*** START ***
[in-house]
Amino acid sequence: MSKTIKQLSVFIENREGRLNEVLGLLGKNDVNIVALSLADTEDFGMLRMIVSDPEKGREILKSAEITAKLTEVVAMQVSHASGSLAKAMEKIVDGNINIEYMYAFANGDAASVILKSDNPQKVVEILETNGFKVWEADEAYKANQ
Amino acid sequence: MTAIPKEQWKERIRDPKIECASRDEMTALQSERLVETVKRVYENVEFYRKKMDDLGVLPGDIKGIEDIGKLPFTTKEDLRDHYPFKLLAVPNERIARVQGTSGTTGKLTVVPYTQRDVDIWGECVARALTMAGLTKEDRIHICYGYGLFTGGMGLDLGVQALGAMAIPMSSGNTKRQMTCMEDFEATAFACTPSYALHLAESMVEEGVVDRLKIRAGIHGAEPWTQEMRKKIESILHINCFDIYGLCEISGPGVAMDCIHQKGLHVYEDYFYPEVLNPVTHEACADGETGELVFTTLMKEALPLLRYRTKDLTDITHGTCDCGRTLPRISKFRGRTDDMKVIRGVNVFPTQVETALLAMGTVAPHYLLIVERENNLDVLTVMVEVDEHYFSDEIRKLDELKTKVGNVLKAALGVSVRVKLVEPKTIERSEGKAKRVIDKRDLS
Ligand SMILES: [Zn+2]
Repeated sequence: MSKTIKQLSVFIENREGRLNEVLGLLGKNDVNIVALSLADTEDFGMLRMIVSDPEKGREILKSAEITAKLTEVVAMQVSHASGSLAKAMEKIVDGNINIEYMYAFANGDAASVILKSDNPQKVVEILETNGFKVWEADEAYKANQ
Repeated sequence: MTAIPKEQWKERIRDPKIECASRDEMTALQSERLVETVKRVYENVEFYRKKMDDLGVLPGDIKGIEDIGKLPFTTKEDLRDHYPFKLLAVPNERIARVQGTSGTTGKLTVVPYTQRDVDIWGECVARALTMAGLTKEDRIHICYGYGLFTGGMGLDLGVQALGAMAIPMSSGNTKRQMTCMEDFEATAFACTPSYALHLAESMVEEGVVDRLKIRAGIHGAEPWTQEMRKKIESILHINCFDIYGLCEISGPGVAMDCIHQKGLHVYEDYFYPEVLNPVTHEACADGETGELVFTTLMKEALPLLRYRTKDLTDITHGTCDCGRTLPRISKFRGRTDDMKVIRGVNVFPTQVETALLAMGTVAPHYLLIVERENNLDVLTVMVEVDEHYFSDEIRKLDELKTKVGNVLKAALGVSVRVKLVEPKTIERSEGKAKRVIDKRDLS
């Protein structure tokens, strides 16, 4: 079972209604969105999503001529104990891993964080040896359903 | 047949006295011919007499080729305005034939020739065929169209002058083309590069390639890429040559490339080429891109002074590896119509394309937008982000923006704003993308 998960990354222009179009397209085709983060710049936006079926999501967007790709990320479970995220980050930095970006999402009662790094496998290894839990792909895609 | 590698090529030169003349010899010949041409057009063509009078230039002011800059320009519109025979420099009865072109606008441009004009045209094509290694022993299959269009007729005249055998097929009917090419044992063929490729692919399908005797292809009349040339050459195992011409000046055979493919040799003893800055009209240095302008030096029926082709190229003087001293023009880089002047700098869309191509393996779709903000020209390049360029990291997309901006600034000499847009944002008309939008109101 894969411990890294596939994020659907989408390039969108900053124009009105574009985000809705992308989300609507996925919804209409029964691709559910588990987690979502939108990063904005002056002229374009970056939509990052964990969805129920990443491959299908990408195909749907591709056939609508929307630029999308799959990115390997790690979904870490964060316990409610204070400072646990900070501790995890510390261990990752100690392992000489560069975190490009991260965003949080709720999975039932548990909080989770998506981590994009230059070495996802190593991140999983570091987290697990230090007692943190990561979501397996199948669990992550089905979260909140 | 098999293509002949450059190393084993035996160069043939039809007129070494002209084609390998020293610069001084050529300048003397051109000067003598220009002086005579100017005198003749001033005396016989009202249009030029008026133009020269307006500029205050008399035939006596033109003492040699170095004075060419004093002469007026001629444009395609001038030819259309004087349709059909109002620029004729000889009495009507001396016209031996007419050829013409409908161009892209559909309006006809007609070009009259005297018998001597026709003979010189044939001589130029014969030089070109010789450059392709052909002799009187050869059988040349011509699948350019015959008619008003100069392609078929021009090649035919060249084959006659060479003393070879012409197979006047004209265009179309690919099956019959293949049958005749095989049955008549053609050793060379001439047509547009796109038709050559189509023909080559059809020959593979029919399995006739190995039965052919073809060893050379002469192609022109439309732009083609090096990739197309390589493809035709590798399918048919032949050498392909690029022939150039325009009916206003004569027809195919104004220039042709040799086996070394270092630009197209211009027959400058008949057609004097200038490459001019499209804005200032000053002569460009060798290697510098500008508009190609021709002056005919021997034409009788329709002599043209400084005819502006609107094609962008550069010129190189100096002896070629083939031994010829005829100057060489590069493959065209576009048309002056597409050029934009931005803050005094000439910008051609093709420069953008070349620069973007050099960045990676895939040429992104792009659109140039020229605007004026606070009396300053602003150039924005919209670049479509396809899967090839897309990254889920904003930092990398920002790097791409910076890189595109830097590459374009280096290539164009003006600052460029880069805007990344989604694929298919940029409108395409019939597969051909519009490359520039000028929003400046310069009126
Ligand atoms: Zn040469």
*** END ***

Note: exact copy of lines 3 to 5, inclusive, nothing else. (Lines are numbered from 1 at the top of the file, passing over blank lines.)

Amino acid sequence: MTAIPKEQWKERIRDPKIECASRDEMTALQSERLVETVKRVYENVEFYRKKMDDLGVLPGDIKGIEDIGKLPFTTKEDLRDHYPFKLLAVPNERIARVQGTSGTTGKLTVVPYTQRDVDIWGECVARALTMAGLTKEDRIHICYGYGLFTGGMGLDLGVQALGAMAIPMSSGNTKRQMTCMEDFEATAFACTPSYALHLAESMVEEGVVDRLKIRAGIHGAEPWTQEMRKKIESILHINCFDIYGLCEISGPGVAMDCIHQKGLHVYEDYFYPEVLNPVTHEACADGETGELVFTTLMKEALPLLRYRTKDLTDITHGTCDCGRTLPRISKFRGRTDDMKVIRGVNVFPTQVETALLAMGTVAPHYLLIVERENNLDVLTVMVEVDEHYFSDEIRKLDELKTKVGNVLKAALGVSVRVKLVEPKTIERSEGKAKRVIDKRDLS
Ligand SMILES: [Zn+2]
Repeated sequence: MSKTIKQLSVFIENREGRLNEVLGLLGKNDVNIVALSLADTEDFGMLRMIVSDPEKGREILKSAEITAKLTEVVAMQVSHASGSLAKAMEKIVDGNINIEYMYAFANGDAASVILKSDNPQKVVEILETNGFKVWEADEAYKANQ